‘It’s been an in­ter­est­ing life’

Cape Sable Is­land fish­er­man re­flects on decades of fish­ing

South Shore Breaker - - Wheels - KATHY JOHN­SON TRICOUNTY VAN­GUARD

Brad­ford (Baffy) Sy­monds Jr. was only a-year-and-a-half old when his mother took him to Seal Is­land for the first time.

“I’ve pretty well been on the ocean ev­ery year since,” said the re­tired Cape Sable Is­land fish­er­man. “It’s been an in­ter­est­ing life.”

Sy­monds at­tended his first year of school on Seal Is­land in 1936.

“There were about 40 to 50 stu­dents,” he says, ex­plain­ing the is­land fish­er­men all took their fam­i­lies there in Novem­ber. “Some stayed all win­ter. We al­ways came home.”

Sy­monds says his fa­ther Brad­ford Sr. was one of five lob­ster fish­er­men who fished from the East Side of Seal Is­land. About 40 more boats made the West Side their port of call, while the North Home also pro­vided a safe haven.

“There were three places on Seal Is­land where they hauled their boats up,” he says, not­ing there were four or five land­ings on just the West Side.

Sy­monds be­gan his ca­reer as a lob­ster fish­er­man in 1943 when he was 12 years old fish­ing with his fa­ther and 15-year-old brother Her­bert, first from Seal Is­land and then El­len­wood Is­land in a 35-foot boat mea­sur­ing 9.5 feet across and powered by a six­cylin­der Chevy, us­ing a clock, a com­pass and a sound­ing lead for nav­i­ga­tional equip­ment.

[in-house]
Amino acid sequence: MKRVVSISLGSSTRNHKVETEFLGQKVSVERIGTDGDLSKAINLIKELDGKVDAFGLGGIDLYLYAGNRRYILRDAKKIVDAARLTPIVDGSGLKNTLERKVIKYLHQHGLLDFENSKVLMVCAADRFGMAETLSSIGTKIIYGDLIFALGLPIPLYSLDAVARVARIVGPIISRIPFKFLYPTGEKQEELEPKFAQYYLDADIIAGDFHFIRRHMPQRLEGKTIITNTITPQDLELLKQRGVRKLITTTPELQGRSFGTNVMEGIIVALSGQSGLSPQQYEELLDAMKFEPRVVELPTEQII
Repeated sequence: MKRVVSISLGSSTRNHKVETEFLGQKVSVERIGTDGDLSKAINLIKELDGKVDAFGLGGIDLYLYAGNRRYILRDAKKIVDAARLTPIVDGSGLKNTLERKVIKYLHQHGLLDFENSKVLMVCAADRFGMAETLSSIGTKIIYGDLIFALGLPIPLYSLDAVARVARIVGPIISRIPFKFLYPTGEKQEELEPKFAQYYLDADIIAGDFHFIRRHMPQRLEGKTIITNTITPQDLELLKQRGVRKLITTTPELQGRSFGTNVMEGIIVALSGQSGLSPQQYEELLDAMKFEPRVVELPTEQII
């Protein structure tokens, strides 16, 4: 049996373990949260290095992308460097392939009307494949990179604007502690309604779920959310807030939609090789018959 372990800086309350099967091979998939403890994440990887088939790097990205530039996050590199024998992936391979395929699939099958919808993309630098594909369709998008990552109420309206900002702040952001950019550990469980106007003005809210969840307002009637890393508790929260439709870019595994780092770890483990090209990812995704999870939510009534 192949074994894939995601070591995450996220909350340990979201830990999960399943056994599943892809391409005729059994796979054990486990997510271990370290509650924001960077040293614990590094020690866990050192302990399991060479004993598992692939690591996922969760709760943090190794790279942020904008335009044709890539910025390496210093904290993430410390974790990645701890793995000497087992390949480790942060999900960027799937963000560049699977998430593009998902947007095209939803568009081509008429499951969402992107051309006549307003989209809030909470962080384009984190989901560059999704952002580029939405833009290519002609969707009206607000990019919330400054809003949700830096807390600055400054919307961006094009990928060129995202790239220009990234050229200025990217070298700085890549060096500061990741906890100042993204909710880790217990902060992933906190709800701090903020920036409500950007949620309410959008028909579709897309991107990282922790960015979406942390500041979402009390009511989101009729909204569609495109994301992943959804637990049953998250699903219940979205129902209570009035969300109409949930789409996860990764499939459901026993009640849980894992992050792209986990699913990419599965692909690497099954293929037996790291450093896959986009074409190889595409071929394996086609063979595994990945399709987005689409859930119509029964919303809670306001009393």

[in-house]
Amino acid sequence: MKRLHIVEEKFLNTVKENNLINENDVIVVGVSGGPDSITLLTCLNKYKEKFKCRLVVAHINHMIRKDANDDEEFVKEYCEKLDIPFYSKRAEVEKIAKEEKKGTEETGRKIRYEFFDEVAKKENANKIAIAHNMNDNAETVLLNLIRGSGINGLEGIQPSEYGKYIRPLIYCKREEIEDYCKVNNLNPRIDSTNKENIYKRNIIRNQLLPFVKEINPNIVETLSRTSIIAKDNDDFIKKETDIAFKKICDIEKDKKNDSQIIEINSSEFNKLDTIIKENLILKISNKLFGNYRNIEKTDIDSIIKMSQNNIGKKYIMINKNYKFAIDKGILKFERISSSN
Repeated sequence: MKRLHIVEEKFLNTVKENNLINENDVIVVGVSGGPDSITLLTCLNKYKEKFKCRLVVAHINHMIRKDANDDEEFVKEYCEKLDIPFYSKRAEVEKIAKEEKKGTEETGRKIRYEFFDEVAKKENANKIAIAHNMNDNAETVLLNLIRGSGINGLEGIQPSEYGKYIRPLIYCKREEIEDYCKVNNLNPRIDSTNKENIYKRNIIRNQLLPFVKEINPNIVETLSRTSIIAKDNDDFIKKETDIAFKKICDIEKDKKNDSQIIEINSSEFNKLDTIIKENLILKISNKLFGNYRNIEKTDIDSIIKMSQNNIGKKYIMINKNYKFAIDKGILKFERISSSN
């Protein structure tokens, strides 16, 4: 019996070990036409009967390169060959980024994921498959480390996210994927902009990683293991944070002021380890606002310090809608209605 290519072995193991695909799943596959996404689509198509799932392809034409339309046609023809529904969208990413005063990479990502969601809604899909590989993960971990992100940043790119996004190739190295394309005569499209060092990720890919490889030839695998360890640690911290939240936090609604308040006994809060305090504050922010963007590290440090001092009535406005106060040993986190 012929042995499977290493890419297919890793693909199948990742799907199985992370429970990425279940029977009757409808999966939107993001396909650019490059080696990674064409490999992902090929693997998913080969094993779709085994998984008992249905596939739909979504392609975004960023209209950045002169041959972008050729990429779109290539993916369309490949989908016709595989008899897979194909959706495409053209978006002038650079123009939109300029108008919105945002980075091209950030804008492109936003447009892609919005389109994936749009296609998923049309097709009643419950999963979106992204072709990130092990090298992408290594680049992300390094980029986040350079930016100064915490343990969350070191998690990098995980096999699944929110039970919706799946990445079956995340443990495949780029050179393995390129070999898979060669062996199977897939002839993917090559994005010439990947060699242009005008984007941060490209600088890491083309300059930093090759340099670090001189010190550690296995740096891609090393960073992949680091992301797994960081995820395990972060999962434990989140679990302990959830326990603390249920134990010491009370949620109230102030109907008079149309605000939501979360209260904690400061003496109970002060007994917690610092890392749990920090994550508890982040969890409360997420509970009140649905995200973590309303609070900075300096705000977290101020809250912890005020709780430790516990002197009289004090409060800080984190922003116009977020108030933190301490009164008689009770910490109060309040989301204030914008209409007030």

“Lob­sters were 25 cents a pound, wages were $25 a week. My fa­ther couldn’t af­ford a hired man, so he took Her­bert at 15 and I was 12,” says Sy­monds.

The two sons would get their ed­u­ca­tion through cor­re­spon­dence classes in the evening and go lob­ster­ing in the day.

“That was the start of it. Lob­ster­ing wasn’t im­por­tant then. It was more like a pas­time, like fish­ing is to­day. Ev­ery­body couldn’t wait for the first of June to come to go fish­ing,” Sy­monds says. “A lot of peo­ple that went lob­ster­ing in the win­ter went fish­ing in the spring.”

Fish­ing with wooden traps meant a lot more work than to­day’s wire traps. The fall would be the time of year they would “be in the woods bow­ing,” says Sy­monds.

“This is when we would get a lot of bows done. It would take 400 bows to make 100 traps and we’d knit all the heads and then we had to go to Pub­nico to get bal­last rock and load it in a dory and come into the wharf and un­load it. There was a whole lot more to it,” he says. “Then it would take you all win­ter to make 100 traps. Most win­ters the harbour would freeze over by midJan­uary so far you couldn’t see the salt wa­ter. We wouldn’t get out un­til March.”

Whit­tling wooden lob­ster plugs was another chore.

“I was prob­a­bly eight or nine when I started to do that,” says Sy­monds.

“Some peo­ple did it for a liv­ing. Then they got a ma­chine to make them. We only used to plug the crusher claw,” he says, es­ti­mat­ing lob­ster bands came in about the late 1970s.